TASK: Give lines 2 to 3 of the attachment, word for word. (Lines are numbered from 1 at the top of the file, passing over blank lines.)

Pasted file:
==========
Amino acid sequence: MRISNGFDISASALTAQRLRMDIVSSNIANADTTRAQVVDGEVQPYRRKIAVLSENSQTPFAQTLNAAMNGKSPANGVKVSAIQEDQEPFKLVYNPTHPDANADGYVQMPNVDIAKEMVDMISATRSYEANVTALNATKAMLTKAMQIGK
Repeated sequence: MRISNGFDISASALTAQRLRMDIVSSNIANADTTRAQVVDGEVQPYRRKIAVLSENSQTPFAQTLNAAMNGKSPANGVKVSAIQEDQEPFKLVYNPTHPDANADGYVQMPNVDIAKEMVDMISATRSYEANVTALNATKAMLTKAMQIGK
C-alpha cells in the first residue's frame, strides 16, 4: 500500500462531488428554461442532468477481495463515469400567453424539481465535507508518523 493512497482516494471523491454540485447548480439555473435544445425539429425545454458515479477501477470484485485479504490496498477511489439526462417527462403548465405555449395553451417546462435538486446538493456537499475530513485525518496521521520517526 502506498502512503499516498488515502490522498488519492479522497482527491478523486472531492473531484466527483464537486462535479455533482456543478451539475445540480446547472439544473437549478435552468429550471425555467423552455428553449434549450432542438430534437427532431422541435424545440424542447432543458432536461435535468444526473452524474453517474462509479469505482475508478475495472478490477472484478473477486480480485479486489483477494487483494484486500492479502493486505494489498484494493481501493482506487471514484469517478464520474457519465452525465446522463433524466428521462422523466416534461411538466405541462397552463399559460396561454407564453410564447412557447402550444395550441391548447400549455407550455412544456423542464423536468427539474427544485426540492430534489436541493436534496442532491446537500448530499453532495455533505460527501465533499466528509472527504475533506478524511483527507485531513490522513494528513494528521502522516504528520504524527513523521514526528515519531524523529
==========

Repeated sequence: MRISNGFDISASALTAQRLRMDIVSSNIANADTTRAQVVDGEVQPYRRKIAVLSENSQTPFAQTLNAAMNGKSPANGVKVSAIQEDQEPFKLVYNPTHPDANADGYVQMPNVDIAKEMVDMISATRSYEANVTALNATKAMLTKAMQIGK
C-alpha cells in the first residue's frame, strides 16, 4: 500500500462531488428554461442532468477481495463515469400567453424539481465535507508518523 493512497482516494471523491454540485447548480439555473435544445425539429425545454458515479477501477470484485485479504490496498477511489439526462417527462403548465405555449395553451417546462435538486446538493456537499475530513485525518496521521520517526 502506498502512503499516498488515502490522498488519492479522497482527491478523486472531492473531484466527483464537486462535479455533482456543478451539475445540480446547472439544473437549478435552468429550471425555467423552455428553449434549450432542438430534437427532431422541435424545440424542447432543458432536461435535468444526473452524474453517474462509479469505482475508478475495472478490477472484478473477486480480485479486489483477494487483494484486500492479502493486505494489498484494493481501493482506487471514484469517478464520474457519465452525465446522463433524466428521462422523466416534461411538466405541462397552463399559460396561454407564453410564447412557447402550444395550441391548447400549455407550455412544456423542464423536468427539474427544485426540492430534489436541493436534496442532491446537500448530499453532495455533505460527501465533499466528509472527504475533506478524511483527507485531513490522513494528513494528521502522516504528520504524527513523521514526528515519531524523529